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General overview of sector

At present, for the purposes of European sectoral social dialogue, what is known as the “personal services” sector encompasses only hairdressing and beauty care. This sector is distinctive for its large number of (small) firms, generating well over a million jobs.

There are generally estimated to be about 400,000 hairdressing salons in the European Union (Marjolein Peters, Prim van der Valk, Le commerce de la coiffure dans l’Union européenne, en Norvège et en Suisse, EIM Small Business Research and Consultancy, Zoetemeer, 1999). These businesses generate a large number of jobs – 1,5 million, according to the European Commission – yet those in the trade believe it to be a significant branch of the economy that suffers from a lack of recognition.

Hairdressing is compared with the Horeca sector in some quarters, in that company structures range from a multitude of small, neighbourhood salons to some major international chains. Jobs in hairdressing and beauty care are generally regarded as highly skilled and are overwhelmingly occupied by women (more than 80%, according to the Commission). In the case of the major international hairdressing chains, salons are often run by a qualified manager assisted by young female entrants to the trade, who may be apprentices or even trainees. These young women therefore have to handle cosmetics and ingredients that may be harmful to their health (causing allergies or occupational diseases) at an age when they could become pregnant.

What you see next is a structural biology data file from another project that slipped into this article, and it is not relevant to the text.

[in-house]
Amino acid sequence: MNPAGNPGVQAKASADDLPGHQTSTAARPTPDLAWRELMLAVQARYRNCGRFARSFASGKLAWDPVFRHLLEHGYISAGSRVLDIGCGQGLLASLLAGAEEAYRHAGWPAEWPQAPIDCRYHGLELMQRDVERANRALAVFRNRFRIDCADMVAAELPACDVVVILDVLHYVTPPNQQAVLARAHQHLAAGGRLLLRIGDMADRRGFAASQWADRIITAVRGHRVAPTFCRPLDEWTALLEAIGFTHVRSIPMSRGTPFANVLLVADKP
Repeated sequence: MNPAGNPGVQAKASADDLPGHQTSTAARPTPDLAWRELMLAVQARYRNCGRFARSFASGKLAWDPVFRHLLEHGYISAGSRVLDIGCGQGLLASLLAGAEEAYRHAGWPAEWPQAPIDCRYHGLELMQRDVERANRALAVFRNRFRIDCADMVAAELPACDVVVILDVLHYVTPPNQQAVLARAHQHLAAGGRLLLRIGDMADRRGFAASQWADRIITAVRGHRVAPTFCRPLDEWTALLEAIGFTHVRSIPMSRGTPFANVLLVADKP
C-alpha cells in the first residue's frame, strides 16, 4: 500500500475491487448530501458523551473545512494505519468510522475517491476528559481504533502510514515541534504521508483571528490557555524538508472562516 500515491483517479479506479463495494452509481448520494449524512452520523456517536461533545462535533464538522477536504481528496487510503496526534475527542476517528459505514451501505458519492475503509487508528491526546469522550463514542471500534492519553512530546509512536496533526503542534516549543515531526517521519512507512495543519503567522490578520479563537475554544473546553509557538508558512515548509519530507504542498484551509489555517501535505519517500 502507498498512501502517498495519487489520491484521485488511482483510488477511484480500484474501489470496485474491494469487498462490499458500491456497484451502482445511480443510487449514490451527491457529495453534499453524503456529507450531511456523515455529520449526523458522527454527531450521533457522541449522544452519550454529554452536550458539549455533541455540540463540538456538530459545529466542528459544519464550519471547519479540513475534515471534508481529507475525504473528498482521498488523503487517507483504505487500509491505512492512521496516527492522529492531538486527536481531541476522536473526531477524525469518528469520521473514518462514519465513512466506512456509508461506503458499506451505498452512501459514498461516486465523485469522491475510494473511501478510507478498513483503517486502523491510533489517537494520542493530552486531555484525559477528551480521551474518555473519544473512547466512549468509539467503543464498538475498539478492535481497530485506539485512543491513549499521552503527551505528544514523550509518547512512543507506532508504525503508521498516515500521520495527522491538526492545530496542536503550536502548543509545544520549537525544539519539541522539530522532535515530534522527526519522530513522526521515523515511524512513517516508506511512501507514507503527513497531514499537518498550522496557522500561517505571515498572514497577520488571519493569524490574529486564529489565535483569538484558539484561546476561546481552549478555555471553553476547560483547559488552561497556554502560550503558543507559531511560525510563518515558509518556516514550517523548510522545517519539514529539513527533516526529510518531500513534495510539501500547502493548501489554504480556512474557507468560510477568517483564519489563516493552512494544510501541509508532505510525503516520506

One also encounters numerous part-time jobs, self-employed workers (some operating as franchisees) and relatively low wages in this sector. Moreover, undeclared labour is widespread.

The sector has undergone some major changes over the past few years, including the emergence of new products and new techniques. But another trend worth noting is the sale of semi-professional products in supermarkets, prompting consumers to use these products themselves at home (e.g. hair dyes). This trend could pose health and safety problems, and is the reason why those in the sector argue that cosmetics should be handled by professionals only and that workers must be well trained. On this point, there is a lack of skilled personnel in some parts of the sector, particularly as a result of what is deemed to be inadequate vocational training. It is hardly surprising, therefore, that European social dialogue in the sector began by focusing on training, as well as health and safety issues.

ETUI and Observatoire Social Européen (2010) European Sectoral Social Dialogue Factsheets. Project coordinated by Christophe Degryse, online publication available at www.worker-participation.eu/EU-Social-Dialogue/Sectoral-ESD